By Sile – Policy Team
We’ve all heard of ‘sympathy fatigue’ and we’ve probably all experienced it at one time or another. But it’s worth thinking about what happens when we let our frustration get the better of us and we all, collectively, look away. Last week we got a reminder of one of great crises of recent times, but which has slipped off the news agenda, at a meeting of the All Party Parliamentary Groups on Refugees and Somaliland
The UNHCR Representative in Somalia, Mr Guillermo Bettochi, gave the assembled MPs, Peers and researchers a harrowing account of the 17 years of violence and civil war that have plagued Somalia since the collapse of Siad Barre’s government, and that have left over one million Somalis internally displaced.
Horrific living conditions including a lack of shelter, food, sanitation and water and the constant threat of rape and physical attack, have resulted in Somalia being described as “the worst humanitarian crisis in the world”.
Unsurprisingly, many Somalis have chosen to flee the country altogether. More than 300,000 Somalis are refugees in neighbouring countries. They scrape out a living in impoverished countries including Ethiopia and Eritrea or head for more dangerous and unstable countries such as Sudan or Kenya. However, as borders to the west close, Somali and Ethiopian refugees must trek east across the country towards the Gulf of Aden and across the sea to Yemen. Of the 30,000 people who fled Somalia via this route in 2007, more than 1,400 died or went missing en route.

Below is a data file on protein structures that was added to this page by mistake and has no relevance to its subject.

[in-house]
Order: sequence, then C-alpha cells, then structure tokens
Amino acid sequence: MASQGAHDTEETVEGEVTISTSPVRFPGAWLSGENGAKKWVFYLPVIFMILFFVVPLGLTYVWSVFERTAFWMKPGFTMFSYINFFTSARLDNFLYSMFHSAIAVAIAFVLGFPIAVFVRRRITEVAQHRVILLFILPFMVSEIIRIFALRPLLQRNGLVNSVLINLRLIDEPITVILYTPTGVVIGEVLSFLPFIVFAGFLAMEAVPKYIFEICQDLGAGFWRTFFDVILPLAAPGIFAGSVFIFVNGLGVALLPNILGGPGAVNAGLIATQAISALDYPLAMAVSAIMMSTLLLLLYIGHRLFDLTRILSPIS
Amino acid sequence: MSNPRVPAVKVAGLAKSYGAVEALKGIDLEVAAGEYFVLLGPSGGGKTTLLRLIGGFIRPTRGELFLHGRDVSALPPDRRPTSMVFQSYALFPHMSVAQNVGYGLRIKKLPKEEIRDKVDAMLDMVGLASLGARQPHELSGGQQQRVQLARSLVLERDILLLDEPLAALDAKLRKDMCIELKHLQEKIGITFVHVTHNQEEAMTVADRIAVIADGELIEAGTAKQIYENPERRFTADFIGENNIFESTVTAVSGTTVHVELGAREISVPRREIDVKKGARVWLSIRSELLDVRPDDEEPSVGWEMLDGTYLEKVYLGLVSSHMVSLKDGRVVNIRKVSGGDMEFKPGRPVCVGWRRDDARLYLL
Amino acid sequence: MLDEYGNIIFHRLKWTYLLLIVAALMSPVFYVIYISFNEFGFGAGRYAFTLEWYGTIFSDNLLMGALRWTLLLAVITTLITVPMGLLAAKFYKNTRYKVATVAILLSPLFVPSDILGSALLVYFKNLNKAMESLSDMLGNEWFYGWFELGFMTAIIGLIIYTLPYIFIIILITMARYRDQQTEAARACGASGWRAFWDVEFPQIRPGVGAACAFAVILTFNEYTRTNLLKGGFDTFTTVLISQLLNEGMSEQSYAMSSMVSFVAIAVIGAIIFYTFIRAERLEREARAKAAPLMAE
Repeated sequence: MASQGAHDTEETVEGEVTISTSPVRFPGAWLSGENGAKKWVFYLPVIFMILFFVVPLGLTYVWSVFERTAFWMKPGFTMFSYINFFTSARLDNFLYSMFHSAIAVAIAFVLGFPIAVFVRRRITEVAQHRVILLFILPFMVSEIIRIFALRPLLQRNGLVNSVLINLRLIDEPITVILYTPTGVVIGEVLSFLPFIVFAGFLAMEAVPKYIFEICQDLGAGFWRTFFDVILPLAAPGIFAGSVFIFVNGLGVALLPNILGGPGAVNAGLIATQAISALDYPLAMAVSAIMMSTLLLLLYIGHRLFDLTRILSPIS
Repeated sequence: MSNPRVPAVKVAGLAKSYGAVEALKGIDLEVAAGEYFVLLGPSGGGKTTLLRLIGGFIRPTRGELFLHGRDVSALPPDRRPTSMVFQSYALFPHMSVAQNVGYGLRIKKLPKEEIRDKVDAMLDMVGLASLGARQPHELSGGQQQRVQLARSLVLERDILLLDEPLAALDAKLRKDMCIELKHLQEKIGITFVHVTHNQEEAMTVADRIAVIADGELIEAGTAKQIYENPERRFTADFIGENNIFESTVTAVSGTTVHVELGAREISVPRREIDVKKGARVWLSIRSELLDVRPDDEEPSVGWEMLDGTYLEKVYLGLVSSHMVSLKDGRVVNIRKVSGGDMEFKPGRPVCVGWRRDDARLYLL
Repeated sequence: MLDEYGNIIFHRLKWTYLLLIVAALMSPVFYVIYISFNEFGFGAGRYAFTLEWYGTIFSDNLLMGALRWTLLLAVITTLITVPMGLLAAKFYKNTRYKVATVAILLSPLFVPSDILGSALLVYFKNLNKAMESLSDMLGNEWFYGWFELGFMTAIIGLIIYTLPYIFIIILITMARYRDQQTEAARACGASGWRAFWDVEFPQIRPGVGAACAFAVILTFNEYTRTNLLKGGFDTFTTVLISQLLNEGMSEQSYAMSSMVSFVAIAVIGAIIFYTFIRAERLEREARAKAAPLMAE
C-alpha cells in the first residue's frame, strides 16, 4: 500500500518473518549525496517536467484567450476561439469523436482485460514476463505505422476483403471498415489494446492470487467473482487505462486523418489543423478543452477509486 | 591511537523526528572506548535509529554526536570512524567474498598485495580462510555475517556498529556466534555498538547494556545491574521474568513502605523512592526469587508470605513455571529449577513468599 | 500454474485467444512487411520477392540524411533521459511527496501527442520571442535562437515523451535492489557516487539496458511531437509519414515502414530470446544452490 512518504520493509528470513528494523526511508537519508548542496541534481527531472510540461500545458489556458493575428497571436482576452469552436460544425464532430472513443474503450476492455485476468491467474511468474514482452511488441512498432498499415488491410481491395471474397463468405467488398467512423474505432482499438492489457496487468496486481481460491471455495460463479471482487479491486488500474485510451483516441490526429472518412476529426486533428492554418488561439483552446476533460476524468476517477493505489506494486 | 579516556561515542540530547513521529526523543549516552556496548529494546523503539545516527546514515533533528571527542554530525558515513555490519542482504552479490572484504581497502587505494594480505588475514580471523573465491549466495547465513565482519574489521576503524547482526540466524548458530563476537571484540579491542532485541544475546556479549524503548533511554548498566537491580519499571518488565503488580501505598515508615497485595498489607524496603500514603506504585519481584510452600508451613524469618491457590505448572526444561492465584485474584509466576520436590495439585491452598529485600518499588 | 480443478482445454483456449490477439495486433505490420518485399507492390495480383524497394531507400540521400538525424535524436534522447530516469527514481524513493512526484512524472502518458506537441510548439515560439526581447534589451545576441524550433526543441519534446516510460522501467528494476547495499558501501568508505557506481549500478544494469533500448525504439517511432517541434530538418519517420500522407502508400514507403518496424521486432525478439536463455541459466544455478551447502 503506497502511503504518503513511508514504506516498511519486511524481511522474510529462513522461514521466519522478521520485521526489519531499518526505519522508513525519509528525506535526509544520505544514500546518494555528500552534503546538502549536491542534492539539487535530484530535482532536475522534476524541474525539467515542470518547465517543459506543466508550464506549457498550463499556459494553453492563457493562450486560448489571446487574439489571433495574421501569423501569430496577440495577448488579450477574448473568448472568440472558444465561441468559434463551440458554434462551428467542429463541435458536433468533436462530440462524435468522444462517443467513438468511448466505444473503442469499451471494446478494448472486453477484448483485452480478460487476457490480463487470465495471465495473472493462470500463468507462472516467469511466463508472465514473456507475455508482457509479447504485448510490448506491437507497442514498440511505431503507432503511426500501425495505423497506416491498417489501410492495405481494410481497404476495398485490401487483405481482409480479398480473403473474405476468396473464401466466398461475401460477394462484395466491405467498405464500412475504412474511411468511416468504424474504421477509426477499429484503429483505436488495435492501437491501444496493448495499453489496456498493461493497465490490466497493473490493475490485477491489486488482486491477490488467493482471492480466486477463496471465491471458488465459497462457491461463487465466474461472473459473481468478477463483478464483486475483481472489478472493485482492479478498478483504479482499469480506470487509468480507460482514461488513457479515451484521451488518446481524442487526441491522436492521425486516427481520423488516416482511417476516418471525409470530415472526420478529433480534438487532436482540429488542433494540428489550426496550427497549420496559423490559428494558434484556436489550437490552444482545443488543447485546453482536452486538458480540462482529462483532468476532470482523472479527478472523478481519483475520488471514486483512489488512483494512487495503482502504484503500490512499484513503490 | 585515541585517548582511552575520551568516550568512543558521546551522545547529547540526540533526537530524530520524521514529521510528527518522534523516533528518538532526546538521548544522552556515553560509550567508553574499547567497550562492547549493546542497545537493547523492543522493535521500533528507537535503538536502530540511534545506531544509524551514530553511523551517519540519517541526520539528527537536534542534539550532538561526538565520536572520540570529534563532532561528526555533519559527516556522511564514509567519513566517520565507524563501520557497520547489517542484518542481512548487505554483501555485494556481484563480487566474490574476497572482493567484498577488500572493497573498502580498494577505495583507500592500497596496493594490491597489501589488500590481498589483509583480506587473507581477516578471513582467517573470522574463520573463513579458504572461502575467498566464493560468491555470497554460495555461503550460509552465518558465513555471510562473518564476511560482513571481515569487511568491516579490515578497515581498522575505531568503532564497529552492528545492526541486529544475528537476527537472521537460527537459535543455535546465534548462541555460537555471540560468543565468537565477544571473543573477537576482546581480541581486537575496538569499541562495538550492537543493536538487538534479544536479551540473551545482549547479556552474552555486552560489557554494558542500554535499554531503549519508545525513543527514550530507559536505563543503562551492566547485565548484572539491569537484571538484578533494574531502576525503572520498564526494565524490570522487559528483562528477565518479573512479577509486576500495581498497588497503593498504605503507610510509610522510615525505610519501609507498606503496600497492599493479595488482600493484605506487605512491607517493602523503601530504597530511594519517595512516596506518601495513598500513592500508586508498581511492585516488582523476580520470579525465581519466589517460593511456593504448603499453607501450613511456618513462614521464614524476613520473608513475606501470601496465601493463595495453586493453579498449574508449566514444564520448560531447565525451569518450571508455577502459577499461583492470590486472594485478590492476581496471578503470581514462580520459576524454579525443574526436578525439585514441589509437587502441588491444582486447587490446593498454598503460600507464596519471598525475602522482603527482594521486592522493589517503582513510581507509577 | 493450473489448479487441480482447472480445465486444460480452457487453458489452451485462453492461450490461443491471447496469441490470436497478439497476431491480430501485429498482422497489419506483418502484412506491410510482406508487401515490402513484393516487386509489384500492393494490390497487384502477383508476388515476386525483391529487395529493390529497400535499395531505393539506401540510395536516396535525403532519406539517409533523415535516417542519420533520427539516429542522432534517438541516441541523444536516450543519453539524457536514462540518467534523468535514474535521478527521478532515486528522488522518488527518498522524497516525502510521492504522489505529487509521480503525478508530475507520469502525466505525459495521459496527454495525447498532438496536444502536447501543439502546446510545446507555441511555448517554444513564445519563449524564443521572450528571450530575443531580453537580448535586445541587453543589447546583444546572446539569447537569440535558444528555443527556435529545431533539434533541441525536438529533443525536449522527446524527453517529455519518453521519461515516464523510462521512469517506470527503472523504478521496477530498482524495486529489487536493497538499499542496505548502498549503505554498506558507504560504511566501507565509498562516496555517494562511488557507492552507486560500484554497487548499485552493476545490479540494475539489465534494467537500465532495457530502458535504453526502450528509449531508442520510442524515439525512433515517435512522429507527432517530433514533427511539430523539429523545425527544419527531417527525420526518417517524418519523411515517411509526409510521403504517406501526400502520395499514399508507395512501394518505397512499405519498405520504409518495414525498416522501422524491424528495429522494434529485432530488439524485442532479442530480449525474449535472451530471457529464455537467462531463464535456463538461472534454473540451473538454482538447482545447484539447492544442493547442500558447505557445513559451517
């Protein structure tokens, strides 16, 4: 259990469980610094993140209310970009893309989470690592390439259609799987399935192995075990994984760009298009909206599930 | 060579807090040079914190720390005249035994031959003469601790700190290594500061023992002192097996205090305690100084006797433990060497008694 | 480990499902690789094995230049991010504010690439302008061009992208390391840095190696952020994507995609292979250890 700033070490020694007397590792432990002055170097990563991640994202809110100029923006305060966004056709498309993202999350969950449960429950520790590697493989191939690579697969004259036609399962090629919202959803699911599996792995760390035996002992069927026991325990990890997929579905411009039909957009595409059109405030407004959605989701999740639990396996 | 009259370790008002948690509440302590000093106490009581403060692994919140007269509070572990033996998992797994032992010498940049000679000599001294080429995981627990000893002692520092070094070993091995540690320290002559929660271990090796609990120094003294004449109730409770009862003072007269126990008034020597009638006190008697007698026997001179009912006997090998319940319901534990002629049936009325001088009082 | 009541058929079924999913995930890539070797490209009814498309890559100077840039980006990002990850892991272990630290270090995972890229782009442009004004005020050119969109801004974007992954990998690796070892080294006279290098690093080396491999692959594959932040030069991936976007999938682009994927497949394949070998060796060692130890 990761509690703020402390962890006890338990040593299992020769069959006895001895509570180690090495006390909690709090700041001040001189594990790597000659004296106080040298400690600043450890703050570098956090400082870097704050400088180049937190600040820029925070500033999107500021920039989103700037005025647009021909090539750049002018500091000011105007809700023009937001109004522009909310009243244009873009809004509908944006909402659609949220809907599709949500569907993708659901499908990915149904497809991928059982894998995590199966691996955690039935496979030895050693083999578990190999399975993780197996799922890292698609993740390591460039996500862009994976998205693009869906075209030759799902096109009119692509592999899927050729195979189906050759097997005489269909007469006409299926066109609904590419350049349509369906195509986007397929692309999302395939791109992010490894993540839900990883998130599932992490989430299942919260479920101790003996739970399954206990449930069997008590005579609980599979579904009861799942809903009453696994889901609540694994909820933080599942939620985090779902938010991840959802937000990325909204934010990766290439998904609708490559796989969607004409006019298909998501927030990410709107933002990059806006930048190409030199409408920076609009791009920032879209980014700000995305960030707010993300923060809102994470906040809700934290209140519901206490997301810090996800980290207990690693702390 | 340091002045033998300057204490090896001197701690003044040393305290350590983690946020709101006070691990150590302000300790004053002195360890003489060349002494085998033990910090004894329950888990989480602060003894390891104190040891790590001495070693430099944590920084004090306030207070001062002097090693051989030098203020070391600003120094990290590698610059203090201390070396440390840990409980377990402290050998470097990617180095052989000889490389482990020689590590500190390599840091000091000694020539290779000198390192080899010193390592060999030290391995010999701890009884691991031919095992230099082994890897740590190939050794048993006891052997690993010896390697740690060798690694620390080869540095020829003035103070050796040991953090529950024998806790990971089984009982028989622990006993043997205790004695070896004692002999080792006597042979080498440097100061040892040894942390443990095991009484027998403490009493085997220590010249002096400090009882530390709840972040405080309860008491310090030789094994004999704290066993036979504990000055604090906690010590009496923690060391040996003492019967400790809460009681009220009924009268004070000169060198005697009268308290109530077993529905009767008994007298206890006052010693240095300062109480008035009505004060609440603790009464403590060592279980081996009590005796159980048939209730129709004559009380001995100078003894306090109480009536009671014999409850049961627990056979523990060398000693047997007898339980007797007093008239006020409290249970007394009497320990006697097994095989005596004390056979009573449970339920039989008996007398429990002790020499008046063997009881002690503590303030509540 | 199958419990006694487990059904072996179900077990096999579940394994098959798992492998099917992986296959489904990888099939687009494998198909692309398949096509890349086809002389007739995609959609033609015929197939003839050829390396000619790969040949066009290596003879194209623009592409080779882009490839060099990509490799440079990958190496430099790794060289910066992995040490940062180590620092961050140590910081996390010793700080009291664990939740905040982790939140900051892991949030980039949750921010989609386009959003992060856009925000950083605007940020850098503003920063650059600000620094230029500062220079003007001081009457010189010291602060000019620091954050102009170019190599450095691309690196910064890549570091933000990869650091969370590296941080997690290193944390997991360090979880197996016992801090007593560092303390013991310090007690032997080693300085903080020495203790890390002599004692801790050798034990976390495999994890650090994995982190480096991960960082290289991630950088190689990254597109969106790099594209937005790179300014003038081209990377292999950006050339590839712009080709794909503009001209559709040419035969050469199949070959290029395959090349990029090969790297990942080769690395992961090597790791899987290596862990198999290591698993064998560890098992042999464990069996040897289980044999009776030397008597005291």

Despite widespread news coverage of humanitarian disasters and civil wars such as that described above, people in countries like the UK often struggle to make the connection with the arrival of asylum seekers in their community. Once again, we are looking away, and as we do the government adds another bolt to the gate.
In the process of tightening border controls both within and beyond the UK, it is sometimes refugees who lose out, as they are unable to reach a safe country in which to claim asylum. That is why the Refugee Council is concerned to ensure that the UK’s borders are ‘protection-sensitive’, by which we mean they do not prevent refugees such as those fleeing war-torn Somalia, from reaching a country where their safety and protection is guaranteed.
All this means that the Refugee Council’s Protection-Sensitive Borders Project – including research in East Africa – could not be more timely. We need to know the human cost of preventing people from leaving dangerous situations, and how we can influence Western nations to ensure that those who need sanctuary can get it.